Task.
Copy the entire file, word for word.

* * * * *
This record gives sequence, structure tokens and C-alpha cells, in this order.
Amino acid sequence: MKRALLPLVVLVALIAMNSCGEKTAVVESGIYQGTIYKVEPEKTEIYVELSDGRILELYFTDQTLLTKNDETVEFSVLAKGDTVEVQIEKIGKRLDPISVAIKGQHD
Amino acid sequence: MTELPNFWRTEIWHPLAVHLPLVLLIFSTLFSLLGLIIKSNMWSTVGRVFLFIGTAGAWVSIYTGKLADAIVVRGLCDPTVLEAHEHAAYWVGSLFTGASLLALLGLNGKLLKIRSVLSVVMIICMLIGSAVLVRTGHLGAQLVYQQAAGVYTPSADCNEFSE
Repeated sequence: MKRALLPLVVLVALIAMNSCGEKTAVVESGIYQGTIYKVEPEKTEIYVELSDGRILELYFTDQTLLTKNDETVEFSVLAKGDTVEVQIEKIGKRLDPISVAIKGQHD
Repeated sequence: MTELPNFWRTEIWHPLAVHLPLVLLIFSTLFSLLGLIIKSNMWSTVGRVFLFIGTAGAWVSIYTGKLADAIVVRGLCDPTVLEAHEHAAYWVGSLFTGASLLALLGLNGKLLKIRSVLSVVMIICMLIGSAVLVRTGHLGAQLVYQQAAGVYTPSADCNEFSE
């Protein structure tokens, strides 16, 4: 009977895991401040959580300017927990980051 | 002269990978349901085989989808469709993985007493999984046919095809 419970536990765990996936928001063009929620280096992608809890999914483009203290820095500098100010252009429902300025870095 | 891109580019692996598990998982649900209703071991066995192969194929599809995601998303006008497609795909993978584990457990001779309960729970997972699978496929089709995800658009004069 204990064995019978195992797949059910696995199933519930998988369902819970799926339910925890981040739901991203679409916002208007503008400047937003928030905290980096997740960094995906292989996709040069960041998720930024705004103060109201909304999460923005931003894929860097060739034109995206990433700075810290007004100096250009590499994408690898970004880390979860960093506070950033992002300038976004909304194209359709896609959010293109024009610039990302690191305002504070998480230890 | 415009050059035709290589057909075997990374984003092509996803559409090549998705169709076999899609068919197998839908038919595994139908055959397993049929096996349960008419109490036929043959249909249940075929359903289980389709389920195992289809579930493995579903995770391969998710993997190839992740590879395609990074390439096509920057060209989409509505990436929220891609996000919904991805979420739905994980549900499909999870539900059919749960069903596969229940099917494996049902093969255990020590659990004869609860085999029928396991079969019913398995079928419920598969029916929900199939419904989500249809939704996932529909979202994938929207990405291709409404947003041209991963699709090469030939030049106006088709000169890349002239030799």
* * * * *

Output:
This record gives sequence, structure tokens and C-alpha cells, in this order.
Amino acid sequence: MKRALLPLVVLVALIAMNSCGEKTAVVESGIYQGTIYKVEPEKTEIYVELSDGRILELYFTDQTLLTKNDETVEFSVLAKGDTVEVQIEKIGKRLDPISVAIKGQHD
Amino acid sequence: MTELPNFWRTEIWHPLAVHLPLVLLIFSTLFSLLGLIIKSNMWSTVGRVFLFIGTAGAWVSIYTGKLADAIVVRGLCDPTVLEAHEHAAYWVGSLFTGASLLALLGLNGKLLKIRSVLSVVMIICMLIGSAVLVRTGHLGAQLVYQQAAGVYTPSADCNEFSE
Repeated sequence: MKRALLPLVVLVALIAMNSCGEKTAVVESGIYQGTIYKVEPEKTEIYVELSDGRILELYFTDQTLLTKNDETVEFSVLAKGDTVEVQIEKIGKRLDPISVAIKGQHD
Repeated sequence: MTELPNFWRTEIWHPLAVHLPLVLLIFSTLFSLLGLIIKSNMWSTVGRVFLFIGTAGAWVSIYTGKLADAIVVRGLCDPTVLEAHEHAAYWVGSLFTGASLLALLGLNGKLLKIRSVLSVVMIICMLIGSAVLVRTGHLGAQLVYQQAAGVYTPSADCNEFSE
């Protein structure tokens, strides 16, 4: 009977895991401040959580300017927990980051 | 002269990978349901085989989808469709993985007493999984046919095809 419970536990765990996936928001063009929620280096992608809890999914483009203290820095500098100010252009429902300025870095 | 891109580019692996598990998982649900209703071991066995192969194929599809995601998303006008497609795909993978584990457990001779309960729970997972699978496929089709995800658009004069 204990064995019978195992797949059910696995199933519930998988369902819970799926339910925890981040739901991203679409916002208007503008400047937003928030905290980096997740960094995906292989996709040069960041998720930024705004103060109201909304999460923005931003894929860097060739034109995206990433700075810290007004100096250009590499994408690898970004880390979860960093506070950033992002300038976004909304194209359709896609959010293109024009610039990302690191305002504070998480230890 | 415009050059035709290589057909075997990374984003092509996803559409090549998705169709076999899609068919197998839908038919595994139908055959397993049929096996349960008419109490036929043959249909249940075929359903289980389709389920195992289809579930493995579903995770391969998710993997190839992740590879395609990074390439096509920057060209989409509505990436929220891609996000919904991805979420739905994980549900499909999870539900059919749960069903596969229940099917494996049902093969255990020590659990004869609860085999029928396991079969019913398995079928419920598969029916929900199939419904989500249809939704996932529909979202994938929207990405291709409404947003041209991963699709090469030939030049106006088709000169890349002239030799």